In many cases Northern dialect words cannot be evidenced before the nineteenth century. Not so, collock. It appears in Holyoke’s Latin Dictionary of 1640 and in Ray’s ‘Collection of North Country Words’ (1691) where it is described as a ‘great piggin’. Piggin was first noted in 1554 and was a diminutive form denoting any kitchen utensil which was small and made of wood. Therefore the ‘great’ counteracts this.
Mary Spencer of Burnley, supposedly aged twenty in 1633, in her confession utterly denied any knowledge of witchcraft, “and prays God to forgive Nicholas Cunliffe, who having borne malice to her and her parents these five or six years has lately wrongfully abused them.”
Spencer said she attended Brierley’s sermons at Burnley and used this to evidence herself as a ‘good Christian’ and not a witch in contact with forces of evil as she had been accused of being.
However, she never denied her record on collock-calling, claiming that it was the most natural thing in the world. Some of those investigating the case in modern times seem to have managed to confuse Mary with her mother who went by the same name and was also accused of witchcraft. Unhelpfully, Richard Brome’s play, the Late Lancashire Witches, may have been the original source for much of this error.
Incredibly, it seems clear that at some point during the century relatively ordinary people in parts of the West Pennines became strongly influenced by von Nettesheim. Heinrich Cornelius Agrippa von Nettesheim was a German magician and theologian who died in 1535. In 1510 in ‘De occulta philosophia’he claimed that there was a primal celestial script revealed directly to Man by angels. It can be used to codify text. The magic numbers box which appears on the Daubers’ charm matches von Nettesheim numerically precisely – although it had been further coded in the process.
In ‘De occulta philosophia’ (1510), von Nettesheim used a magic square of the sun with diagonal totals of 111 and an overall total of 636. Hebrew Kabbalistic names were produced via the match between numbers and letters of the Hebrew alphabet. Numerically, it turns out to be a perfect match to the Foulridge one:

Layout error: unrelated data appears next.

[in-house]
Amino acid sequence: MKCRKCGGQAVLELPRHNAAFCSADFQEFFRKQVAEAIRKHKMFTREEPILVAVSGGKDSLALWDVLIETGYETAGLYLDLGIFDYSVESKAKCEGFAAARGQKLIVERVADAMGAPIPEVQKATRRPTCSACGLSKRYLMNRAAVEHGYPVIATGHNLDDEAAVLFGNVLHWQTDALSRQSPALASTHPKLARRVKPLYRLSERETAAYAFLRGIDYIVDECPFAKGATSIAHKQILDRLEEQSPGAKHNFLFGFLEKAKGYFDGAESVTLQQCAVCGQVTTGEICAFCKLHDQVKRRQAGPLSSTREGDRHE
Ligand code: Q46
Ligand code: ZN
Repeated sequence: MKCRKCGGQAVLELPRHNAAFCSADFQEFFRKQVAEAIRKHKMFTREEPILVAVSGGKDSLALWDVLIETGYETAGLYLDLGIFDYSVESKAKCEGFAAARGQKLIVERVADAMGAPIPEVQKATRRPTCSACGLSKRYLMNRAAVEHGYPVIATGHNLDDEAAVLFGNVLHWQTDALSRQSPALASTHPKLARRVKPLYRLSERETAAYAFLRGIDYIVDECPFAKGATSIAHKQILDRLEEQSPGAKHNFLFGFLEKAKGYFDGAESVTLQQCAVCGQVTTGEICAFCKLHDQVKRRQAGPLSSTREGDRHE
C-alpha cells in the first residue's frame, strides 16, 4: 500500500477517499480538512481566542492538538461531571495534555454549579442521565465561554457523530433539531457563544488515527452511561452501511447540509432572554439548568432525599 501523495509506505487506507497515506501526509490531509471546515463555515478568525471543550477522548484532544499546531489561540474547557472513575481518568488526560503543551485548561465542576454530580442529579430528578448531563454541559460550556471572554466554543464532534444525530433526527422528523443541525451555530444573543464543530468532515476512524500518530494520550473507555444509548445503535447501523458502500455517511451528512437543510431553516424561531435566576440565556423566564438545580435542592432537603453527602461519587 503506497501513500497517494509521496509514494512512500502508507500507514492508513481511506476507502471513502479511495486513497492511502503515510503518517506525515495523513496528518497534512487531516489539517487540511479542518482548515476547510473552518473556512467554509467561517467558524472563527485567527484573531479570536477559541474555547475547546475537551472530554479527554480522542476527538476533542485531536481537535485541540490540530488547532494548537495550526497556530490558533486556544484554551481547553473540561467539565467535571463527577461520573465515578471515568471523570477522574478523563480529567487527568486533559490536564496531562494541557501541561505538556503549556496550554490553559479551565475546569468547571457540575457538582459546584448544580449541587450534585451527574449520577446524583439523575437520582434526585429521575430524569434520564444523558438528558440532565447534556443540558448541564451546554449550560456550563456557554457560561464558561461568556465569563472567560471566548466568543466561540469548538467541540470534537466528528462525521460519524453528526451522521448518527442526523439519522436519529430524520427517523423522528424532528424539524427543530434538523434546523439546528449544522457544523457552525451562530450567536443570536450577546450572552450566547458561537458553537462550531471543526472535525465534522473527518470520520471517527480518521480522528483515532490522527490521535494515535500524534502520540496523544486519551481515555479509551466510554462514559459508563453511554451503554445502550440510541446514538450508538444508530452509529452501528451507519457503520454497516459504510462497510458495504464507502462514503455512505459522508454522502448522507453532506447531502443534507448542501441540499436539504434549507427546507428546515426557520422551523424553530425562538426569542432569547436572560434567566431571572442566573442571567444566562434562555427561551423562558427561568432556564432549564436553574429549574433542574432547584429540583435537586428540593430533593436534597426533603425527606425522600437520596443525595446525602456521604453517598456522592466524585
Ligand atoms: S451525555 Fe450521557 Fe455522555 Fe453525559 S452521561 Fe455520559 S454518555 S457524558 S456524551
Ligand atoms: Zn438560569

6+11+16+21+21+31 = 111 and 36+29+22+15+8+1 = 111.
Note here that are both are sequential in their ordering. They should spell out the names of the magical names for the Spirit but they need to be put through the Hebrew alphabetical box for that. The cipher does not produce anything in itself even though each symbol not only has an associated number but also an associated letter.
The Fourth Book of the ‘Occult Philosophy’ ,reputed to have been written by Agrippa von Nettesheim, in its second publication (undated but very probably around 1600) the supplementary material included the other three books of the Occult Philosophy. The Heptameron gives all sorts of charms for recitation based upon Jewish Kabbalism but none fit the ‘gibberish’ recounted below except for the repetition of ‘Tetragrammaton’. To the modern reader the whole experiment might smack of ‘paganism’ but Robert Turner’s translation published in 1665 (British Library Rare Books 719/f16) was careful to distance the work from pagan uses of magic to the ‘unprejudiced reader’ saying that witchcraft and sorcery “are works done merely by the devill”. However, there is a‘third kind of magic’ which “bringeth to light the inmost vertues and extracteth them out of Natures hidden bosome to humane use”. It also (correctly) draws upon the Persian origins of the ‘magus’ and the links to Zoroaster. It was evidently transmitted to Lancashire via a complex chain including German occultism and Spanish Jewish Kabbalah.
Apanton hora camab
Araptenas ro dignasque
Inverna amo Th.
Dominus deus hora q
Fiat fiat fiat.